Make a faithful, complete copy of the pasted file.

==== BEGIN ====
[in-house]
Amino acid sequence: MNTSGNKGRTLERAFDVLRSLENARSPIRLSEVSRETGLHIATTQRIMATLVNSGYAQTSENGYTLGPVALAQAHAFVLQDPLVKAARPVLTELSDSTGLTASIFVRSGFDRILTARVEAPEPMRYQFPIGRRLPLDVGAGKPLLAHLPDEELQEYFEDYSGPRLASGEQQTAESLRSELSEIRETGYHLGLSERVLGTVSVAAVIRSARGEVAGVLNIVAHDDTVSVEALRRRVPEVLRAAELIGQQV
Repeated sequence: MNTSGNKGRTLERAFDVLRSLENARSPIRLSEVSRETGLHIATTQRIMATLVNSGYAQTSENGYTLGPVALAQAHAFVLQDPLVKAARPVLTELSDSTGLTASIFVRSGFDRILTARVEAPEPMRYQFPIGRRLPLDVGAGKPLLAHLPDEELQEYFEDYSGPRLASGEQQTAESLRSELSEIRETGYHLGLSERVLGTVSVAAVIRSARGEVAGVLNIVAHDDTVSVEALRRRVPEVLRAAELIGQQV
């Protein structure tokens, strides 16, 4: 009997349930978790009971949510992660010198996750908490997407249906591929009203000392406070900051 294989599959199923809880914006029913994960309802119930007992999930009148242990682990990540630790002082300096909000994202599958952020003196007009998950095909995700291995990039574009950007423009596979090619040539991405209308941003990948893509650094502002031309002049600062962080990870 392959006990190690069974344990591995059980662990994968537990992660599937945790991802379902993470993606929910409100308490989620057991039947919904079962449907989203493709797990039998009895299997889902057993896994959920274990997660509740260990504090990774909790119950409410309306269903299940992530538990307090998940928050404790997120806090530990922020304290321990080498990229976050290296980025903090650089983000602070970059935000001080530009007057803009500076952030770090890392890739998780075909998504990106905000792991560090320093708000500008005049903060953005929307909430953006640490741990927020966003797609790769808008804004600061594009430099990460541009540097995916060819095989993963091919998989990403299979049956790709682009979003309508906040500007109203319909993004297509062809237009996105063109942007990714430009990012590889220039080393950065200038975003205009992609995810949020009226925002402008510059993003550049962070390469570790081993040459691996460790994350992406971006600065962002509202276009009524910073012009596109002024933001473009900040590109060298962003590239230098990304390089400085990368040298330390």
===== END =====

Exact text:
[in-house]
Amino acid sequence: MNTSGNKGRTLERAFDVLRSLENARSPIRLSEVSRETGLHIATTQRIMATLVNSGYAQTSENGYTLGPVALAQAHAFVLQDPLVKAARPVLTELSDSTGLTASIFVRSGFDRILTARVEAPEPMRYQFPIGRRLPLDVGAGKPLLAHLPDEELQEYFEDYSGPRLASGEQQTAESLRSELSEIRETGYHLGLSERVLGTVSVAAVIRSARGEVAGVLNIVAHDDTVSVEALRRRVPEVLRAAELIGQQV
Repeated sequence: MNTSGNKGRTLERAFDVLRSLENARSPIRLSEVSRETGLHIATTQRIMATLVNSGYAQTSENGYTLGPVALAQAHAFVLQDPLVKAARPVLTELSDSTGLTASIFVRSGFDRILTARVEAPEPMRYQFPIGRRLPLDVGAGKPLLAHLPDEELQEYFEDYSGPRLASGEQQTAESLRSELSEIRETGYHLGLSERVLGTVSVAAVIRSARGEVAGVLNIVAHDDTVSVEALRRRVPEVLRAAELIGQQV
């Protein structure tokens, strides 16, 4: 009997349930978790009971949510992660010198996750908490997407249906591929009203000392406070900051 294989599959199923809880914006029913994960309802119930007992999930009148242990682990990540630790002082300096909000994202599958952020003196007009998950095909995700291995990039574009950007423009596979090619040539991405209308941003990948893509650094502002031309002049600062962080990870 392959006990190690069974344990591995059980662990994968537990992660599937945790991802379902993470993606929910409100308490989620057991039947919904079962449907989203493709797990039998009895299997889902057993896994959920274990997660509740260990504090990774909790119950409410309306269903299940992530538990307090998940928050404790997120806090530990922020304290321990080498990229976050290296980025903090650089983000602070970059935000001080530009007057803009500076952030770090890392890739998780075909998504990106905000792991560090320093708000500008005049903060953005929307909430953006640490741990927020966003797609790769808008804004600061594009430099990460541009540097995916060819095989993963091919998989990403299979049956790709682009979003309508906040500007109203319909993004297509062809237009996105063109942007990714430009990012590889220039080393950065200038975003205009992609995810949020009226925002402008510059993003550049962070390469570790081993040459691996460790994350992406971006600065962002509202276009009524910073012009596109002024933001473009900040590109060298962003590239230098990304390089400085990368040298330390």